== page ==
On one hand, I'm grateful for the modernization of the playgrounds. On the other, I think the changes they make is inevitably going to end to failure. Tying in to what I wrote about earlier, people here (including myself, subconsciously) have a maximalist disorder, of wanting to put something/anything in whatever space they see. It's a chronic disorder that would have a staggering retribution in the future. And adding random structures is irresponsible.
Instead of structures designated for kids to play, the playground itself should only play a small role in play. What I mean is, unstructured play is important, yet difficult to do when playgrounds are structured in such a way that they have a specific way to play. It's like "unitaskers" of a kid's world. Slides are meant to play by sliding down. But how many times have you seen kids climb up the slide? That's what I mean. Design one thing, but expect them to play with it in different ways (that is also planned accordingly to minimize injuries).
That brings me to my second point: inadvertently hazardous designs that could be avoided. Such as placing useless stairs with insanely sharp corners. Or placing distracting elements that serve no purpose. Visually, it might be appealing, but real test results show that they are terrible.
Last problem: equipment that has no design flow. This could come from purchasing equipments from different suppliers/manufacturers. Or designs made by a team with no agreed consensus on the over-arching design theme. The parts are conceptualized separately to create a mish-mash of incoherent mess. Kids too, deserve good learning environments.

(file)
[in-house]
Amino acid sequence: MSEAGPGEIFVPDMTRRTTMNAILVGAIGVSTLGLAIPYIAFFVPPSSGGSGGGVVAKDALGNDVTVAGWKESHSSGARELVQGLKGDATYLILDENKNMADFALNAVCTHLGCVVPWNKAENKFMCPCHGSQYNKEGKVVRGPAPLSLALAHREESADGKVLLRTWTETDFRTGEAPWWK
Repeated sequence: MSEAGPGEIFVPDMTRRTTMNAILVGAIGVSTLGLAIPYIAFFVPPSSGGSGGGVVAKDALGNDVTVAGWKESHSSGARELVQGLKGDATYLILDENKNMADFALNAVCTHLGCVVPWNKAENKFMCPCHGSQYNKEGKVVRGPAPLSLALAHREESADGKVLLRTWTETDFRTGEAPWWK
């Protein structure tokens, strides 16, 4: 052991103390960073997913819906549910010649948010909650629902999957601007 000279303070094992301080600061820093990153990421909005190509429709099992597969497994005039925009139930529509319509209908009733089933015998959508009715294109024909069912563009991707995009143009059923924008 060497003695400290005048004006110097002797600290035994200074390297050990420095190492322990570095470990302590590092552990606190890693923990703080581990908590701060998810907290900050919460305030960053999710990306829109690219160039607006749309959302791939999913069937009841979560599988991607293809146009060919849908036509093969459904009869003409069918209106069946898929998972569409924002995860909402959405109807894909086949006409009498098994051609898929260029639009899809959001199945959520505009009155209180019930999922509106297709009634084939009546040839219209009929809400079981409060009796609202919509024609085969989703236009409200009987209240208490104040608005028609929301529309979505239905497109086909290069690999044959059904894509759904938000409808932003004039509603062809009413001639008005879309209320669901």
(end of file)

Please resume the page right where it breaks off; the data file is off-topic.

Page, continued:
Now, for my thesis, I want to collect data and research materials revolving around the notion of designing for kids, and regurgitate it in an easy-to-understand and usable framework. It should promote healthy learning. The research should be easy to understand for designers as well as educators. The argument should be convincing, and the hypothesis and data must be sound. There must not be leaky holes that could put the whole thesis into the ground, along with other failed 21st century ideals. To get it to that state, I will have to contact expertise in the field, and have a working prototype by the end of the 2nd term. It's a lot to handle, so I will have to start gathering resources and plan early.
It's a lot to ask for, but I want to create a universal codex on good design, and an approach to good design for everyone. But with everything, it needs to begin at an individual level before going anywhere else. So I'm hoping what I learn from my 2 years in MDes will at the very least make me a better designer.